Greens leader Adam Bandt has sparked controversy after he refused to stand in front of the Australian flag in a press conference on Monday.
The flag was pushed off to the side by a member of the Greens leader’s staff so it was out of the TV camera shot ahead of the press conference.
The Aboriginal and Torres Strait Islander flags remained and could be seen behind him as he was speaking to the cameras.
“For many Australians, this flag represents dispossession and the lingering pains of colonisation,” he said.
“Through Treaty with First Nations’ Peoples and by moving to a Republic, we can have a flag that represents all of us.”
The politician’s press conference was being used to talk about Labor’s approach to emissions.
“Labor is bringing a weak target to parliament that means the end of the Great Barrier Reef,” he said.
“Labor is now an obstacle to greater climate action and they are refusing to listen to the will of the people who have just delivered a big mandate for climate mandates at the election.”
Bu the removal of the flag was the main headline to come from the press conference and has been labelled as virtue signalling.
Indigenous leader Warren Mundine called it “idiotic” and criticised the Greens.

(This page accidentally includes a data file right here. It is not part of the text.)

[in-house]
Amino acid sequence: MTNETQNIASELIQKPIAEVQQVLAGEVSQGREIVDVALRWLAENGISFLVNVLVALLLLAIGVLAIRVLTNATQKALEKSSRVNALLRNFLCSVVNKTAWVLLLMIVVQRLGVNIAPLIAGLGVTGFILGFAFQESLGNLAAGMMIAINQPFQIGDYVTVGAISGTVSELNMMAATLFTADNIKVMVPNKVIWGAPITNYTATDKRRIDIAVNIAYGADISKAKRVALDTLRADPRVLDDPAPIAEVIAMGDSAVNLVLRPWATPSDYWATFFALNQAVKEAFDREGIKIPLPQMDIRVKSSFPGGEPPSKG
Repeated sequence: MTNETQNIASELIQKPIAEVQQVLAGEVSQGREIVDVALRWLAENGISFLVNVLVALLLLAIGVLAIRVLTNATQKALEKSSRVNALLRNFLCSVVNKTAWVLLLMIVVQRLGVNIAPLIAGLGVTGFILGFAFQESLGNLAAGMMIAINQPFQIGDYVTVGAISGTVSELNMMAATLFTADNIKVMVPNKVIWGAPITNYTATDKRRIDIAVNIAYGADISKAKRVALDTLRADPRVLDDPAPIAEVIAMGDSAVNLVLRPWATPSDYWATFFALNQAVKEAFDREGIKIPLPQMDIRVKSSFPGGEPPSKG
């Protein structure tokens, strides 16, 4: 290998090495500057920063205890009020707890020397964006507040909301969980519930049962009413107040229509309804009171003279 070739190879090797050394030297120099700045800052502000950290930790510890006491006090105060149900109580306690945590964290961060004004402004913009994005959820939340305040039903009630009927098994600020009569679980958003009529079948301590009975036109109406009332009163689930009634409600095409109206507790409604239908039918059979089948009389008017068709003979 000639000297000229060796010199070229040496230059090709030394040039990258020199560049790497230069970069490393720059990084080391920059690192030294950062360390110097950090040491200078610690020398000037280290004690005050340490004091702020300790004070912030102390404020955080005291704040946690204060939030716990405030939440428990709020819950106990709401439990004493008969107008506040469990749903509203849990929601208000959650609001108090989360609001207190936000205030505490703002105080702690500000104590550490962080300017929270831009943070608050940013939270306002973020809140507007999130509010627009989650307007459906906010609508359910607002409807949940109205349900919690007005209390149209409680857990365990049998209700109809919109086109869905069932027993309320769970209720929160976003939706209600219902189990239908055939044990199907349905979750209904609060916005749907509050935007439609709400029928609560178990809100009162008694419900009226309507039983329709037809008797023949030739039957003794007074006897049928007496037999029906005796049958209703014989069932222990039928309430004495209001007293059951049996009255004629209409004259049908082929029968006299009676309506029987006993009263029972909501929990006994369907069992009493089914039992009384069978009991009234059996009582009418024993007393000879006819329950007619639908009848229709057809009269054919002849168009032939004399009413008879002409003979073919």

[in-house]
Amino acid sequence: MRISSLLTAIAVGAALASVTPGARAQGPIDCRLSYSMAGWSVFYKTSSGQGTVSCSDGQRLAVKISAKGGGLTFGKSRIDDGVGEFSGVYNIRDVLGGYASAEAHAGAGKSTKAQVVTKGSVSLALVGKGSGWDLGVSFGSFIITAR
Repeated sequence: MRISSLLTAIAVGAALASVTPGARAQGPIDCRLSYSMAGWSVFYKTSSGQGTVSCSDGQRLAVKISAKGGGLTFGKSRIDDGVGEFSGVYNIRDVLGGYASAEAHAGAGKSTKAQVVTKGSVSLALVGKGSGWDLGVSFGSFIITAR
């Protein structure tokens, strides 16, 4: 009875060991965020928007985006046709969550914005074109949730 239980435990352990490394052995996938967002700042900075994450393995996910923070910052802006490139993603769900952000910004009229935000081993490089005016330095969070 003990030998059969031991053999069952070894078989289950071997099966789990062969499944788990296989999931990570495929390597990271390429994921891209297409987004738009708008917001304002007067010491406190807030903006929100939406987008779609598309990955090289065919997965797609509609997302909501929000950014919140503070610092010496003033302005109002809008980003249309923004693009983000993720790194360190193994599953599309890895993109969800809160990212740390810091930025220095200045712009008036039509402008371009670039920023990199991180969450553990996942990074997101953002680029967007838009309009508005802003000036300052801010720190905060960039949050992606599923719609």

“Are the Greens actually in the Australian federal parliament? Seriously? Do they actually hate Australians that much? Aboriginals call themselves Australians all the time,” he said.
“The Greens are just a fringe university type group trying to run down the country.”
Minister for Government Services Bill Shorten called Brandt and his move counterproductive.
“Antics like this, this virtue signalling saying, ‘I love First Nations People more than anyone else’, is like the crunchy pupper of Australian politics,” he said.
“It turns more people off than turns them on.
“He’s counterproductive to the cause. At the end of the day, Australians want us to try and work together.”
Bandt had already made headlines last week from calling the energy crisis a failure of privatisation, saying the government “wrote the rules to suit big corporations”.